Title:
Person recovery system and method
Kind Code:
A1


Abstract:
A system and method provides an electronic bracelet, necklace, clothing, shoes or tag for a person and maintains a database which correlates a variety of information with each such tag. When a person is reported lost or missing, pre-arranged volunteers are mobilized to begin searching for the person. Additionally, local media and other electronic means are utilized to quickly spread the alert that the person is lost. Once the lost person is found, the database of information can be utilized to ensure a quick and accurate identification of the person's care provider so that a successful return of the lost person can occur.



Inventors:
Robinson, Steve (Lexington, KY, US)
Application Number:
12/287589
Publication Date:
04/15/2010
Filing Date:
10/10/2008
Primary Class:
Other Classes:
707/E17.001
International Classes:
G08B23/00; G06F17/00
View Patent Images:



Primary Examiner:
YACOB, SISAY
Attorney, Agent or Firm:
STOCKWELL & SMEDLEY, PSC (LEXINGTON, KY, US)
Claims:
What is claimed is:

1. A method for rescuing a missing person, comprising the steps of: maintaining a first database of information about each of a plurality of persons, including associating with each respective person a unique tag identifier; maintaining a second database of volunteers who agree to help locate missing persons; and implementing an alert message system configured to send an alert message to at least some of the volunteers in response to receiving notification about the missing person; and implementing a care provider contact system configured to identify the missing person's care provider based on the first database.

2. The method of claim 1, further comprising the step of: designating one or more return locations to receive missing persons.

3. The method of claim 1, wherein the alert message system is further configured to send an announcement message to at least one of a television and a radio media outlet.

4. The method of claim 1, wherein the alert message system is further configured to send an announcement message to at least one of a remote scanner, a remote kiosk, a remote message board.

5. The method of claim 1, further comprising: providing each respective person with a tag including its unique tag identifier.

6. The method of claim 5, wherein each of the respective tags includes an RFID tag corresponding to its unique tag identifier.

7. The method of claim 1, wherein the first database includes a picture of each respective person.

8. The method of claim 1, further comprising: implementing an update system configured to periodically send a message requesting updated information and to update the first database based on a received response.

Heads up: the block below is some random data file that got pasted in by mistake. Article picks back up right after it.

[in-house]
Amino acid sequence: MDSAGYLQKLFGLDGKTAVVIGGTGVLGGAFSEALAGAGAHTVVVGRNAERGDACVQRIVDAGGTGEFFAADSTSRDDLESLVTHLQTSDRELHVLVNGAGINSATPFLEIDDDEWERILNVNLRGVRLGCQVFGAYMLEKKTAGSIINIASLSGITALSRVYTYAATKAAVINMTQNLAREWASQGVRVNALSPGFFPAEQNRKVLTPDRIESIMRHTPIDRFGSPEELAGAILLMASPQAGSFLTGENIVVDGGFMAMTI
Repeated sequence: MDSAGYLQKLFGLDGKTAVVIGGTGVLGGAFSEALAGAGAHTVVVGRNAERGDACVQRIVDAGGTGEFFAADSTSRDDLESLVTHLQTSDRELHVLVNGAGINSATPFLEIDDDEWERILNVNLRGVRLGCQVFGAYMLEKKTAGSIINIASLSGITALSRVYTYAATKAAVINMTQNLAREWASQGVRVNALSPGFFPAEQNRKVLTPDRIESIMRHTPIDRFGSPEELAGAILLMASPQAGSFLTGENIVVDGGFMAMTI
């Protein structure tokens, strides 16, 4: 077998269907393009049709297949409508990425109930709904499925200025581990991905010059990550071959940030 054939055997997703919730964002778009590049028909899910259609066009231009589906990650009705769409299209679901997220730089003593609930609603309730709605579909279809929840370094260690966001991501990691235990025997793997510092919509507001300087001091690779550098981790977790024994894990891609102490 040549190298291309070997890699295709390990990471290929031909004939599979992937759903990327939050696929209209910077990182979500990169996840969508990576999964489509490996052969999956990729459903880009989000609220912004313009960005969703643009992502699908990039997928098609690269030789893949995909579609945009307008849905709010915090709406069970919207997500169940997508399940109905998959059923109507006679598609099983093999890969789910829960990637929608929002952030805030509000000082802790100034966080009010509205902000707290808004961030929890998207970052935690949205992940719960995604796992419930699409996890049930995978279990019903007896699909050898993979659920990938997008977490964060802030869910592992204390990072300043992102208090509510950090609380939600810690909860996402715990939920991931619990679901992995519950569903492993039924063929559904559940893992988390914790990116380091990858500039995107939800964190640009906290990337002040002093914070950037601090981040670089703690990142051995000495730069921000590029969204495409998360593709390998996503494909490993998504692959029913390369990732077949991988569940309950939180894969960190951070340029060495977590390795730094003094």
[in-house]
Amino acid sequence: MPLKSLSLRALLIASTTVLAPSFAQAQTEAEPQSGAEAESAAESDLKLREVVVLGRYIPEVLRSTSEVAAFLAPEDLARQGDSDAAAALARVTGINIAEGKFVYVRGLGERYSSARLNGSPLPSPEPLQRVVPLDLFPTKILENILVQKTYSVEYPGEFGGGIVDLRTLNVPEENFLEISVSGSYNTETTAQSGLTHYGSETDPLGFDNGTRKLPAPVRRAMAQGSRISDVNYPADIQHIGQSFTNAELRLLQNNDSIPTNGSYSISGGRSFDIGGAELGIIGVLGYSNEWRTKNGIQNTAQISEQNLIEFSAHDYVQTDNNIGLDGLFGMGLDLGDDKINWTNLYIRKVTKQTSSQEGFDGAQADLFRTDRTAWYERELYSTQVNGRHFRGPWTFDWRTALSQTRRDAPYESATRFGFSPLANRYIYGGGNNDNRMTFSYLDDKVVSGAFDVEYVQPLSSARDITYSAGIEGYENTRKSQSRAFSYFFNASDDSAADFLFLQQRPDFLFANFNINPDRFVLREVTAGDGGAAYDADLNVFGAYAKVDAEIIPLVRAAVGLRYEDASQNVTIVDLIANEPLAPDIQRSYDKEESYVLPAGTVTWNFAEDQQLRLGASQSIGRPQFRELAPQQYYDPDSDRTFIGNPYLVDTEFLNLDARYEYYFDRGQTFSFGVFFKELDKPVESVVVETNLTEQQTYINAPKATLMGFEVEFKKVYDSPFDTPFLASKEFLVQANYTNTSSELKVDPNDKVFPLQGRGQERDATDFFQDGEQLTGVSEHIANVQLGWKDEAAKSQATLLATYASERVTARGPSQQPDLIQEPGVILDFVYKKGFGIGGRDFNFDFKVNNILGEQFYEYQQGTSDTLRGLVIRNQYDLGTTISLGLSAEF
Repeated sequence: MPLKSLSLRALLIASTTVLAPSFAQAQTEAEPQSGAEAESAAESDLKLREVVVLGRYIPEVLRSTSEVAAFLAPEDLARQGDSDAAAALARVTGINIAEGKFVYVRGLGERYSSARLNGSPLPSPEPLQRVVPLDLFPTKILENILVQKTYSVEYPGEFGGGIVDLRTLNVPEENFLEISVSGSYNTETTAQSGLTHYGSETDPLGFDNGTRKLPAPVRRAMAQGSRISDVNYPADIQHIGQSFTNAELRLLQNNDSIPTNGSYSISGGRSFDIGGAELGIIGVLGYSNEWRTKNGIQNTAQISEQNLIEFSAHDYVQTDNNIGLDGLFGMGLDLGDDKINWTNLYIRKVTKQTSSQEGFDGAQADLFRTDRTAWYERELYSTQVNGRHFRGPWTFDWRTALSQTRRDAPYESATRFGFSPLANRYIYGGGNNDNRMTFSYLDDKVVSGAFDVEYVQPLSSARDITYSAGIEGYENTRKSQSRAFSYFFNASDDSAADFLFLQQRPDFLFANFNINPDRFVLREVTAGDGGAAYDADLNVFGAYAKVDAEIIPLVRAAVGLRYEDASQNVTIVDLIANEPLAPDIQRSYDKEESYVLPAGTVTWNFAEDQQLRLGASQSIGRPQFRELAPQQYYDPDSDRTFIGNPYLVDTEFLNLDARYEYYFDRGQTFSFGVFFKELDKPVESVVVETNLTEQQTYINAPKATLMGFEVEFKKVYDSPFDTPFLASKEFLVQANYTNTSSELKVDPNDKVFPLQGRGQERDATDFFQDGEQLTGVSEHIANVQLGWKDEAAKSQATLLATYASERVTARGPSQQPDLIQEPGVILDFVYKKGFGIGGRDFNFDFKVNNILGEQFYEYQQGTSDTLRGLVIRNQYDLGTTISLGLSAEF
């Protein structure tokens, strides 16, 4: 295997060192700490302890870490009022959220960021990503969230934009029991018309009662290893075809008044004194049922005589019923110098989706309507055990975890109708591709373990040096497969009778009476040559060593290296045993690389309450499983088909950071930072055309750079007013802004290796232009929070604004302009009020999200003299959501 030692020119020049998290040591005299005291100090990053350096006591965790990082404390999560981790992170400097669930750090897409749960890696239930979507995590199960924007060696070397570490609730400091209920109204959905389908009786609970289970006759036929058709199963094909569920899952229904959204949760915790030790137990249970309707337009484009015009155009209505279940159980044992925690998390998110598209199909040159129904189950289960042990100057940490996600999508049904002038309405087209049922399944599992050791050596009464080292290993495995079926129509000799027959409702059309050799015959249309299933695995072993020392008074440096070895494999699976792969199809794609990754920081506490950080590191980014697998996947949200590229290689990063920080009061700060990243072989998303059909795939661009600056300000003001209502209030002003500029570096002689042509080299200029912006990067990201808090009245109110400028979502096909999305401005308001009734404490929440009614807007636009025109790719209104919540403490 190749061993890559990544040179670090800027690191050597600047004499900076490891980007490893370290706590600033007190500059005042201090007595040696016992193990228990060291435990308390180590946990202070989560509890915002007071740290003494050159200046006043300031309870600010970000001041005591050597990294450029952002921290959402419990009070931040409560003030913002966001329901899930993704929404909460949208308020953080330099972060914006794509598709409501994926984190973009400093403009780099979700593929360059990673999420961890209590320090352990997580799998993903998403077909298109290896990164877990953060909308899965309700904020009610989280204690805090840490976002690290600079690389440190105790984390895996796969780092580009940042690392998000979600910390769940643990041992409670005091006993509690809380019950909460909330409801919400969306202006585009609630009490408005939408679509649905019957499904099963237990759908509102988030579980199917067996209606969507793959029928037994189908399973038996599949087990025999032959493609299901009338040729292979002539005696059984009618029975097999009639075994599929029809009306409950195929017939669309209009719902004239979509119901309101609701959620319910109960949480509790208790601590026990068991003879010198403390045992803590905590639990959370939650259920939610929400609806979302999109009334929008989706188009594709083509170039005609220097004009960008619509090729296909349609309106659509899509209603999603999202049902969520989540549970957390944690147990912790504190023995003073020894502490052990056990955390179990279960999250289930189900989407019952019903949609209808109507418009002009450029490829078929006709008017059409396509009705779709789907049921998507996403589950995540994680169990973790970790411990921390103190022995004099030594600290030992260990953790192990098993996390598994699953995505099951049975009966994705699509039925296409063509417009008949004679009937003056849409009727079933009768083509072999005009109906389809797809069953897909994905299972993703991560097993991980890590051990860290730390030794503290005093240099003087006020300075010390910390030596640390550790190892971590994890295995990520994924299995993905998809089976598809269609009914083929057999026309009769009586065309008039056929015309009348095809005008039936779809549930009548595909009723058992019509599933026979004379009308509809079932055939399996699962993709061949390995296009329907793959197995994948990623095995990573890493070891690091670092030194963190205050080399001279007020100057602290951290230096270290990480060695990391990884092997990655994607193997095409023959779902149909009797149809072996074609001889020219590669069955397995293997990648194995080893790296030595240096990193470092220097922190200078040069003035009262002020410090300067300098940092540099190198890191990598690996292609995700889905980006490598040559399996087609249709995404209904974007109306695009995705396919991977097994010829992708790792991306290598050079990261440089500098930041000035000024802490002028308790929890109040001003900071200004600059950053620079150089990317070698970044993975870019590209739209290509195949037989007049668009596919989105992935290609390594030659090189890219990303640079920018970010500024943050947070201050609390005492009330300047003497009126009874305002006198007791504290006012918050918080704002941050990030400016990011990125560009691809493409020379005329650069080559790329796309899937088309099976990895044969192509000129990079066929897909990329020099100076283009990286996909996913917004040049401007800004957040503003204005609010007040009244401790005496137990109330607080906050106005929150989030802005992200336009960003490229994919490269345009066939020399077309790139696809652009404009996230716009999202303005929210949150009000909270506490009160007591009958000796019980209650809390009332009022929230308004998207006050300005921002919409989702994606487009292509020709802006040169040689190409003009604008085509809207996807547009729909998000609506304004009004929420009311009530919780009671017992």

9. A system for rescuing a missing person, comprising: a first database configured to maintain information about each respective person including a unique tag identifier associated with each person; a second database configured to maintain information about volunteers who agree to help locate missing persons; an alert system, in communication with the first and second databases, configured to receive notification of a missing person and send an alert message to at least some of the volunteers; and a care provider notification system, in communication with the first database, configured to identify and contact a care provider of a respective person.

10. The system of claim 9, further comprising: a plurality of tags each including one of the unique identifiers.

11. The system of claim 10, wherein each of the plurality of tags includes an RFID tag corresponding to its unique identifier.

12. The system of claim 10, wherein each tag includes an identification of at least one return location where to return the missing person.

13. The system of claim 9, wherein the alert message includes a picture of the missing person.

14. The system of claim 9, further comprising: an announcement system configured to send a message to at least one of: a media outlet, a remote kiosk, a remote website, a remote message board, and a remote scanner.

15. The system of claim 14, wherein the message includes an image of the missing person.

16. The system of claim 9, wherein information about each respective person includes an image of that person.

17. The system of claim 9, wherein information about each respective person includes: emotional disposition, physical description, and care provider contact information.

18. The system of claim 9, further comprising: a volunteer equipment pack that includes one or more of: a vehicle, safety equipment; search equipment, communications equipment, and at least one RFID scanner.

19. A method for rescuing a missing person, comprising the steps of: associating a respective unique tag with each of a plurality of persons; sending a first message to a predetermined set of volunteers informing the volunteers when one of the persons is missing; receiving a person having one of the respective unique tags, that is believed to be missing; identifying the person based on its respective unique tag; and contacting an care provider of the person based on care provider information associated with the unique tag.

20. The method of claim 19, further comprising: sending a second message, when one of the persons is missing, to at least one of: a media outlet, a remote kiosk, a remote message board, a website.